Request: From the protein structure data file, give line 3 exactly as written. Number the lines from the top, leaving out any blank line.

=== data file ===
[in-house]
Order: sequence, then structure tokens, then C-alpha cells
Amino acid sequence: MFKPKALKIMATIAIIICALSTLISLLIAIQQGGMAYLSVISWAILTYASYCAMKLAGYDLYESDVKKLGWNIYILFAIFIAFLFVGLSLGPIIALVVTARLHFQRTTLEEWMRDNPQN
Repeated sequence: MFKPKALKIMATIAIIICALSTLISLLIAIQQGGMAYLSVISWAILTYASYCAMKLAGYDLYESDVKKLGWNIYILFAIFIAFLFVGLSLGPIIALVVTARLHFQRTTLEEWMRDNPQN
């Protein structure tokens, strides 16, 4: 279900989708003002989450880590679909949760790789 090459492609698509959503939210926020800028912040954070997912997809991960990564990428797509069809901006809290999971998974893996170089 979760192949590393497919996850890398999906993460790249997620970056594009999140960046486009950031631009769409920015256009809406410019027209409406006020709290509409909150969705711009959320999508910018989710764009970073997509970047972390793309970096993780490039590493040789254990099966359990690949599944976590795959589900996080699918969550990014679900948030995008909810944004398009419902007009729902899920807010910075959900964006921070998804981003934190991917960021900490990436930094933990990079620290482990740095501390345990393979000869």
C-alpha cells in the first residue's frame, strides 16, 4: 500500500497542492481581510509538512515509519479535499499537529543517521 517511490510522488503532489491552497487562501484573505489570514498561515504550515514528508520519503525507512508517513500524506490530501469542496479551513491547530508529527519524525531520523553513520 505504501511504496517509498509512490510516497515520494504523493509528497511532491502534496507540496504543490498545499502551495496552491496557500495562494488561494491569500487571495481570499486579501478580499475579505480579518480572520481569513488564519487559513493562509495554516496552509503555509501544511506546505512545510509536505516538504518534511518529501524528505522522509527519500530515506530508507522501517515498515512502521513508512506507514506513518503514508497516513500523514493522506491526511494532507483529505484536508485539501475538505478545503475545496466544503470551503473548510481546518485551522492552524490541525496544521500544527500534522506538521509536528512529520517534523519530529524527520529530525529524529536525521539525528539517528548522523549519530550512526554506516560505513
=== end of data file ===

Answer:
Amino acid sequence: MFKPKALKIMATIAIIICALSTLISLLIAIQQGGMAYLSVISWAILTYASYCAMKLAGYDLYESDVKKLGWNIYILFAIFIAFLFVGLSLGPIIALVVTARLHFQRTTLEEWMRDNPQN